In effect the 3 databases are more or less the same - there will be minor differences by the time I've finished, but there is no 'front end' or 'back end'.

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    Re: Access (97)

    To prevent the use of the shift key, use the Tools/StartUp menu option, and turn off the option that allows the use of special keys. There are some other options here too that you may want to play with, depending on what you want your users to be able to do.

    As to the replication issue, we haven't talked about how large the client list is. It might be possible to use the old floppy disk transfer routine. That may be a good reason for splitting off the data tables (back-end) from the queries, forms, reports and code (front-end). The bigger issue however, is who updates the client list. If it absolutely has to be done in both places, then you may not have a choice. If however, one segment is updated by one site, and the remainder by the other site, you could simply have two tables and use a union query to present it to the user as a single table. Replication is a useful tool in several situations, but it also introduces significant complexities, and makes you database considerably larger in most cases. You also need to have a strategy for dealing with conflict resolution (Site A updates a record at the same time Site B updates that record, so who wins?).

    You also mention 3 databases, but you only have two sites. Are you referring to the copy you keep as the developer, or is another location involved here? Hope your day has gone well so far.
    Wendell

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    Re: Access (97)

    Turning off the Tools/Startup option that relates to special keys does NOT affect the shift key. Search for allowbypasskey - it's been discussed several times.

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    Re: Access (97)

    You are correct - mia culpa - Allison - search online help for the property AllowBypassKey and you should find it's description an an example of code that will create the property and set its value. You might want to search this forum for that as well - there are some issues to consider.

    What I told you in the previous message will let you do the rest of the job of keeping people out of what they aren't supposed to mess with. Another strategy is to create an MDE file for the front-end so users can't do any undesirable changing.
    Wendell

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    Re: Access (97)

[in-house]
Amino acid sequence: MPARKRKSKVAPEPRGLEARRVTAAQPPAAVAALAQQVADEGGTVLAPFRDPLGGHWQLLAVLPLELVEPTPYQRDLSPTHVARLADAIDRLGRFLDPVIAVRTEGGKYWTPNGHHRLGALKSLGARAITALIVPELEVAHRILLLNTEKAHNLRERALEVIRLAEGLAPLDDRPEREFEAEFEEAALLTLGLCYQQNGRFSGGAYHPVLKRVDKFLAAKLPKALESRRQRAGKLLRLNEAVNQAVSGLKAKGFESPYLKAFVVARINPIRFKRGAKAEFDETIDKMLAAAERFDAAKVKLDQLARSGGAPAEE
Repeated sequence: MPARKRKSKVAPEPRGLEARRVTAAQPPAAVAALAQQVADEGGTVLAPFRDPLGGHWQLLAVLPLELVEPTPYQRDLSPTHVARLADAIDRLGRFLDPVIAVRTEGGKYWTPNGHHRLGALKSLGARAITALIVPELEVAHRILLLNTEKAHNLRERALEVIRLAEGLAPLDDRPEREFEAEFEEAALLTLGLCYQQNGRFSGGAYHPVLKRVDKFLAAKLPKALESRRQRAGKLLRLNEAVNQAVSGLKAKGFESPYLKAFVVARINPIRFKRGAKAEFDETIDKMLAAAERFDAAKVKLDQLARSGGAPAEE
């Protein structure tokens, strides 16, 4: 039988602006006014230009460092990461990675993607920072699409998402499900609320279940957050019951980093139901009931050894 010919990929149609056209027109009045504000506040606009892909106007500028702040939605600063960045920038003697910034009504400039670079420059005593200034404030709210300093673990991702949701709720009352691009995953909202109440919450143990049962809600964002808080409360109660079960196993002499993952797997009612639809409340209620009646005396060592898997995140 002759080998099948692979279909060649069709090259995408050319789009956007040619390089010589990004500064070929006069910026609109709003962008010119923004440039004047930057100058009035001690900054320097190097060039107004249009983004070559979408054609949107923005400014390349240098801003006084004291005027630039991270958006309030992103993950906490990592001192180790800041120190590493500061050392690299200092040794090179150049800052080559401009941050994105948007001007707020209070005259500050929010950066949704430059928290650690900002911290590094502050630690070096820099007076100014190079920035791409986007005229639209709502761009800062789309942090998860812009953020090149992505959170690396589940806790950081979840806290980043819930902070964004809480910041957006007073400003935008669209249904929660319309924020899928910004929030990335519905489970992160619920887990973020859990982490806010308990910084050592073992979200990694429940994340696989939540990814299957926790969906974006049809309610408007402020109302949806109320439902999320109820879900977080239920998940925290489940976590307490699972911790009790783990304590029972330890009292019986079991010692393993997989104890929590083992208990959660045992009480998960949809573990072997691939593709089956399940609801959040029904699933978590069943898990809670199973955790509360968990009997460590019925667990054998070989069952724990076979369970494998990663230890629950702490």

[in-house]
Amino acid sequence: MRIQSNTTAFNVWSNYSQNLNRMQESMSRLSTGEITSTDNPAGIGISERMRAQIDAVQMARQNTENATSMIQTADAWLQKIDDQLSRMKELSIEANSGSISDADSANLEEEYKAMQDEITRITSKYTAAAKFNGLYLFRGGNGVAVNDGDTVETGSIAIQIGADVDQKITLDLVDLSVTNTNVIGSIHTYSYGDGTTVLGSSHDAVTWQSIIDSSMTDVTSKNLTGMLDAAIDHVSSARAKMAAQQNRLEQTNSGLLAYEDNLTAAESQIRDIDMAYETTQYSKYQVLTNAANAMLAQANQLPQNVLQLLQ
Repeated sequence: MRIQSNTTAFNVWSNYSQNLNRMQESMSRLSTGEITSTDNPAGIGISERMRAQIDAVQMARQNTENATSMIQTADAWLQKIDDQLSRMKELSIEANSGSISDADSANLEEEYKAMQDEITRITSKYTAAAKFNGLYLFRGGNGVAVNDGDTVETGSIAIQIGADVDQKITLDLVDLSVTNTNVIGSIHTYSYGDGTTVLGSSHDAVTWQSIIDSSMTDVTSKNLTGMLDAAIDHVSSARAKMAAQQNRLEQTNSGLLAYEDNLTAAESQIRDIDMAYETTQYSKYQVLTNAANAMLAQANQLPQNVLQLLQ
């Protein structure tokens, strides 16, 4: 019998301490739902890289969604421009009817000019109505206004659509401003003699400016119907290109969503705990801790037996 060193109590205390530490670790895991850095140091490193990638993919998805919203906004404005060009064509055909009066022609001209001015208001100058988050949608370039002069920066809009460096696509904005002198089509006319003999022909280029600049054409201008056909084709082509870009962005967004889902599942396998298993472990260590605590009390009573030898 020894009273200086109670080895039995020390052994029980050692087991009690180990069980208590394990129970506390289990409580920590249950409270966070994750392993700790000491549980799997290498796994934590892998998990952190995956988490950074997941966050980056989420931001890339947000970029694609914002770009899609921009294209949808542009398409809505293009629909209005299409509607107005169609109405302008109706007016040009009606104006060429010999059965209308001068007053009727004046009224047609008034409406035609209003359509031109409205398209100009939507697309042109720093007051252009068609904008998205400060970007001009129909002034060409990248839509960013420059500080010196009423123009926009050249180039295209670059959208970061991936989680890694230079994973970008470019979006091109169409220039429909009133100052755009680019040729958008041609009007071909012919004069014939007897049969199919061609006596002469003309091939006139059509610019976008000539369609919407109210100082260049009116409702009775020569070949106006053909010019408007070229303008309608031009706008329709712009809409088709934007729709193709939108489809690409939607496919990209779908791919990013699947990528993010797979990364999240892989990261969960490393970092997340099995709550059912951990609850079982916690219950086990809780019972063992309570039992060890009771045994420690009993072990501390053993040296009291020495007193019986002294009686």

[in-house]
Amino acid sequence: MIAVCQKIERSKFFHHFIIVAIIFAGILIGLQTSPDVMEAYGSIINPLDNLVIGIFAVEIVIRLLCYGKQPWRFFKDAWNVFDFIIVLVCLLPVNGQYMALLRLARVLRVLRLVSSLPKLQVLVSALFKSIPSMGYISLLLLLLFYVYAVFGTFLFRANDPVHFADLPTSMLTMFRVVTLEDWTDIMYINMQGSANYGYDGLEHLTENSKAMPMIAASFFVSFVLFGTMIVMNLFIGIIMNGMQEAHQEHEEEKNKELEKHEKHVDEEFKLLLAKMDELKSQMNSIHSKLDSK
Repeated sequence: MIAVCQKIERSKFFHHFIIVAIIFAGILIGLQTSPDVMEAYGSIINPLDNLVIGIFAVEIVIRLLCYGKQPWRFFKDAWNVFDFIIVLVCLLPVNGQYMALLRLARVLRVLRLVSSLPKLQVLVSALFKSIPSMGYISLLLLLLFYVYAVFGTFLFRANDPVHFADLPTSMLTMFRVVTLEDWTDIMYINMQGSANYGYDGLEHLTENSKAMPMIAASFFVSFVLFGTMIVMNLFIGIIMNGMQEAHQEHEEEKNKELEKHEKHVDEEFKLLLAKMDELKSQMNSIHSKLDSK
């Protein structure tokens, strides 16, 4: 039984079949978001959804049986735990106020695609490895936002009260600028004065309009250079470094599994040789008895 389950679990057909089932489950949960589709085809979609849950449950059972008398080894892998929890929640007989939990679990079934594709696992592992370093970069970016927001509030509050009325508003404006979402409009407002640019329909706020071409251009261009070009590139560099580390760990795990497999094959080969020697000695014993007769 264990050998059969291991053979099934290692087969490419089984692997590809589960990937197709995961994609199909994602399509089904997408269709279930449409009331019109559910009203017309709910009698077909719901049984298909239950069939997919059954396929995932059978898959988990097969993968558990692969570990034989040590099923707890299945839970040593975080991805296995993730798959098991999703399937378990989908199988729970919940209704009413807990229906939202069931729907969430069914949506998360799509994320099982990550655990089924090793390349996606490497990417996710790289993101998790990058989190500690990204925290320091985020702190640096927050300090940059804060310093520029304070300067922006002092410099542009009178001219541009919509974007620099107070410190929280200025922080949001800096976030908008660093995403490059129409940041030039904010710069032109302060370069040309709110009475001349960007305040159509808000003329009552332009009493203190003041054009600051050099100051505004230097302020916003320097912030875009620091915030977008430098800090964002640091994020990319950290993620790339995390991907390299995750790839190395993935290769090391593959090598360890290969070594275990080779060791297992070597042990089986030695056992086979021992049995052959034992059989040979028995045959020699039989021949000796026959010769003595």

Thanks - actually there is a client list and the orders placed by the clients. The orders table at the moment is about 22,000, but that is 2 years worth of data and creates a database of 36Mb. The tables, in the fullness of time can be archieved so I don't think that size will be an issue. There are 3 databases because of the 'transfer database' - the one kept on CD, to be moved between sites.
    There will be several people actually updating the database, which must be done at both sites - the clients are not unique to each site, however, only the secretary ( a shared post) will be doing the sychronising and she will have to take the decision about conflicts, which should be rare (hopefully).
    I am very grateful for your help.

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    Re: Access (97)

    We recently work with a project somewhat similar where one copy of the database was in Denver and the other in Phoenix and we moved data to Phoenix on a CD. It sort of worked, but the conflict resolution was an ongoing problem. The fundamental issue turned out to be that they insisted on using AutoNumber fields as their primary means of looking things up. That imposes a number of limitations on replication - if you haven't already read up on that issue you might want to.

    Does all of your orders information need to be replicated, or is it just the client table. If so, you might find partial replication to be the best answer. Or if your client table only updates infrequently, you could insist that the secretary be the only person allowed to add new clients, and just copy the table back and forth, probably just on a floppy, and avoid the replication challenges.

    I don't mean to discourage you from using replication if it's the right solution, but it does add significant overhead to both the database and to the developer's job.
    Wendell